Life Is A Marathon
by Stephanie Olson, Co-founder Set Me Free Ministries
I am a runner. I love to run. I love the feeling of getting away from everything in my hurried day and spending time with the Lord in His beautiful creation, knowing that His handiwork is everywhere I look. Now, since I live in Nebraska, that’s only during certain times of the year. Yet, even when I’m relegated to indoor runs, I love the feeling that running provides—the natural drug, endorphins that always seem to help my day.
Although I have run in many races, 5Ks, 10Ks, and half-marathons, I have never run a full marathon. So, this year I have decided to run my one, and only, full marathon. Why? I’m not quite sure. Perhaps it’s just to say, “I did it.” But despite the reason, the training has begun, and I now have a goal.
I’ve noticed something about myself. When I don’t have a goal that I’m trying to achieve, I will run, but I don’t push myself. Yet, when there is a goal ahead of me, I will push myself until that goal is reached.
Clearly, not everyone is a runner. Actually, it seems that running is something you either love or hate. There doesn’t seem to be an in between. Those who don’t run often view runners as—hmmm, how shall I put it?—well, crazy. I admit that there are times I feel a little crazy. There is not a single race I run that I don’t at some point I say, “I hate this! Why am I doing this?” But after every single run, race or not, I feel wonderful.
What I realized on a recent morning run is that walking the Christian walk the way Jesus intended us to walk it is not much different than running a marathon. Think about it. We can walk out our Christian walk with no real goal in mind. We go to church, we may pray a little, maybe we even do a Bible Study, but really, we don’t push ourselves. Yet, when we recognize what our goal is in our Christian walk, people may call us crazy, but it is then that we will truly do what we are called to do.
Jesus tells us in Mark 8:34, “Then, calling the crowd to join his disciples, he said, ‘If any of you wants to be my follower, you must turn from your selfish ways, take up your cross, and follow me.’” (NLT) Now, He doesn’t say, pick up your Coach bag and head to Starbucks or even pick up your casserole and head to the ladies guild. No, He says to pick up your cross.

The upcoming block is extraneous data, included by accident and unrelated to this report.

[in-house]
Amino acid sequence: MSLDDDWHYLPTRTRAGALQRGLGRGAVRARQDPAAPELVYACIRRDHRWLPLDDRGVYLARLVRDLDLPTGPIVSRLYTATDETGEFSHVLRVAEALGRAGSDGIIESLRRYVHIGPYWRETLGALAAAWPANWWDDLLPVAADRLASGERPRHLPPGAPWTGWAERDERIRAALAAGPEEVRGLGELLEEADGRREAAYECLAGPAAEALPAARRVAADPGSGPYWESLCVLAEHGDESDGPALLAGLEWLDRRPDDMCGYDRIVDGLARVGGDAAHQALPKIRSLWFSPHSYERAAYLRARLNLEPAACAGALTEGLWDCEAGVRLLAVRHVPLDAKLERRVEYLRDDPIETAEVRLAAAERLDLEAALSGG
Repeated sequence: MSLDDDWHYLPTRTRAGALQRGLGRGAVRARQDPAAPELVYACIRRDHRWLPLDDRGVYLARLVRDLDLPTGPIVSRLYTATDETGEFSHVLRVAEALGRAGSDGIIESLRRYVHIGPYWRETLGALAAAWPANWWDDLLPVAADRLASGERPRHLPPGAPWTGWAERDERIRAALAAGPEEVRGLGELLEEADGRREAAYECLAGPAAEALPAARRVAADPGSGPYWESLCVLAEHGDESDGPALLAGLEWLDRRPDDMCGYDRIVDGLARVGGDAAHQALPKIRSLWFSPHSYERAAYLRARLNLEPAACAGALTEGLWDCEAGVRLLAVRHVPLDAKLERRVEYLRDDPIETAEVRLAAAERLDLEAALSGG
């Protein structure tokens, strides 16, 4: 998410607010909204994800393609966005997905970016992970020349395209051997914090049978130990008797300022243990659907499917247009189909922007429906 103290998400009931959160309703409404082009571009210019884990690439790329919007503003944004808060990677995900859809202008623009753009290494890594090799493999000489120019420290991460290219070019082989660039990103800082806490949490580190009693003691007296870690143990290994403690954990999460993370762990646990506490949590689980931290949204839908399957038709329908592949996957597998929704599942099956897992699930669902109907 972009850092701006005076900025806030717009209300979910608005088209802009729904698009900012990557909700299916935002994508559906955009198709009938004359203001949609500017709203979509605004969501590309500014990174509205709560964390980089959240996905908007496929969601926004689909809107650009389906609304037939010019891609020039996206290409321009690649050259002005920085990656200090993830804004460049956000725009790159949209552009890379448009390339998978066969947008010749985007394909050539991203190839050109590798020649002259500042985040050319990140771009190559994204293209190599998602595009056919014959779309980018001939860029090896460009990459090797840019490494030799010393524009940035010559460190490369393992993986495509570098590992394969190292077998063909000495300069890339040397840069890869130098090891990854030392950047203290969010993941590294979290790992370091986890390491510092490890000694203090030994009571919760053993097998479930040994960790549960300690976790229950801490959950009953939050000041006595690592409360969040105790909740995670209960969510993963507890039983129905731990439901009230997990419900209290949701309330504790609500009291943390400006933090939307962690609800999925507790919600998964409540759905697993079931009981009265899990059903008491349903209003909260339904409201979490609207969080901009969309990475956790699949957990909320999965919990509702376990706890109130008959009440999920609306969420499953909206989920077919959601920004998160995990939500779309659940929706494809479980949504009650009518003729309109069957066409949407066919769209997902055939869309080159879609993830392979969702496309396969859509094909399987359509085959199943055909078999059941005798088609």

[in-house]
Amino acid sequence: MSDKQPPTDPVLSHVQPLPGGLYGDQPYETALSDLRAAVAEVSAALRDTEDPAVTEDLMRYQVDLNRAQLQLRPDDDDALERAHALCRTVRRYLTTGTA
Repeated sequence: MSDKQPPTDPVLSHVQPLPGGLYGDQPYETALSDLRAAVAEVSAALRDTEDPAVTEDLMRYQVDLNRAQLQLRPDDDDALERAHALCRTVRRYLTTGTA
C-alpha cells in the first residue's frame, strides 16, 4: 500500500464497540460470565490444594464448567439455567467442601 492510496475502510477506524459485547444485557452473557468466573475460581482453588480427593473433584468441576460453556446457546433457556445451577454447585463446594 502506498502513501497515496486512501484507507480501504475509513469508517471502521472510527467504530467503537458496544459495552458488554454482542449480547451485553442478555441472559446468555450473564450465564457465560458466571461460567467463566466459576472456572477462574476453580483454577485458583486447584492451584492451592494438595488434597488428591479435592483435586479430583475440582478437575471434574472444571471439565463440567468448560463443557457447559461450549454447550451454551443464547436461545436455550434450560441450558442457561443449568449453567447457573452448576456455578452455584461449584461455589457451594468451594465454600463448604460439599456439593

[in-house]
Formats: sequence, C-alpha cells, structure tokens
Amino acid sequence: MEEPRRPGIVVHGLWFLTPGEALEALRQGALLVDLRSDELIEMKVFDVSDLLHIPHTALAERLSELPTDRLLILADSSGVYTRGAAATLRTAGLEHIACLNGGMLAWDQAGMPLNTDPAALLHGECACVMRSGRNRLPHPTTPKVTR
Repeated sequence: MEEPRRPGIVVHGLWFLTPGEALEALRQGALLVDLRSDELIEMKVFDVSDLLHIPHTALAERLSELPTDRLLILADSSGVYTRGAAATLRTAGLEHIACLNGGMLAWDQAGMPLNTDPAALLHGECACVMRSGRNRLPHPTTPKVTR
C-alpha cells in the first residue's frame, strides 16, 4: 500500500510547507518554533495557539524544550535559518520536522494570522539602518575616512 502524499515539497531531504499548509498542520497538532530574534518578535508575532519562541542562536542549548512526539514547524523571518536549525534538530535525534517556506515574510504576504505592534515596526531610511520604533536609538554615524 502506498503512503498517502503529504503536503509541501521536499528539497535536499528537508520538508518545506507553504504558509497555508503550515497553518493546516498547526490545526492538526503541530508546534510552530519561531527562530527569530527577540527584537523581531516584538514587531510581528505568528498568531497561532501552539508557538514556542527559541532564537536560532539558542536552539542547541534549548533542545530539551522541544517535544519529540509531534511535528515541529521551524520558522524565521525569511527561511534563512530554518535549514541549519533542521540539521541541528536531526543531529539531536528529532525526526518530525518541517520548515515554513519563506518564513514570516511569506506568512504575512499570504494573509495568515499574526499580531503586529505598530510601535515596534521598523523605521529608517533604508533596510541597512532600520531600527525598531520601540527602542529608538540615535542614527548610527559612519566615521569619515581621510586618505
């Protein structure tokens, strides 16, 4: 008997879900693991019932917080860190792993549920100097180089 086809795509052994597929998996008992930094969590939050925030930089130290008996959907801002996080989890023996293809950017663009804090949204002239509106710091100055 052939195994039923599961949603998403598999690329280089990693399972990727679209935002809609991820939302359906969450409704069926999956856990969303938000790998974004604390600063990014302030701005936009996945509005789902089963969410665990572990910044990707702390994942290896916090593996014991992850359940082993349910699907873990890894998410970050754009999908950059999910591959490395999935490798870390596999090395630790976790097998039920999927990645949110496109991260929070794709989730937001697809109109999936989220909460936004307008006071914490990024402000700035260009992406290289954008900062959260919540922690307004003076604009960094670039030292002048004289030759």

What does that mean? When people in Jesus’ day were carrying their crosses, they were on their way to their death. They were on their way to their crucifixion. And we see in Galatians 2:20 that we are called to be crucified in Christ. “I have been crucified with Christ; it is no longer I who live, but Christ lives in me; and the life which I now live in the flesh I live by faith in the Son of God, who loved me and gave Himself for me.” (NKJ)
That’s right, if you are in Christ, God has been trying to kill you since the day you received Him. He wants you to die—die to your flesh, die to your selfish ways, die to your pride, the list goes on. And why are we called to this death? Why is He calling us to “push ourselves”? Because we have a job to do right here on this earth for Christ. “Therefore, go and make disciples of all the nations, baptizing them in the name of the Father and the Son and the Holy Spirit. Teach these new disciples to obey all the commands I have given you. And be sure of this: I am with you always, even to the end of the age.” (Matt. 28:19-20 NLT)
But we can’t make disciples unless we are disciples. This requires “training.” Spending time in His Word, spending time in prayer, and living a life of righteousness and obedience. Not because we are required to, but because we love Him and desire to serve Him. Because we understand that we are running a marathon and at the end of this race is the most amazing prize we could attain—an eternity with our Lord and Savior!
And even in all of this, we don’t (and can’t) do it alone. He tells us in the scripture we just read, “I am with you always, even to the end of the age.” When we die to ourselves and completely surrender to Him, we run the race with Him right by our sides.
“Therefore we also, since we are surrounded by so great a cloud of witnesses, let us lay aside every weight, and the sin which so easily ensnares us, and let us run with endurance the race that is set before us, looking unto Jesus, the author and finisher of our faith, who for the joy that was set before Him endured the cross, despising the shame, and has sat down at the right hand of the throne of God.” (Heb. 12:1-2 NLT)
You may not be a runner, but never forget you are running a marathon, the most important marathon of your life. Run your race, and run it well.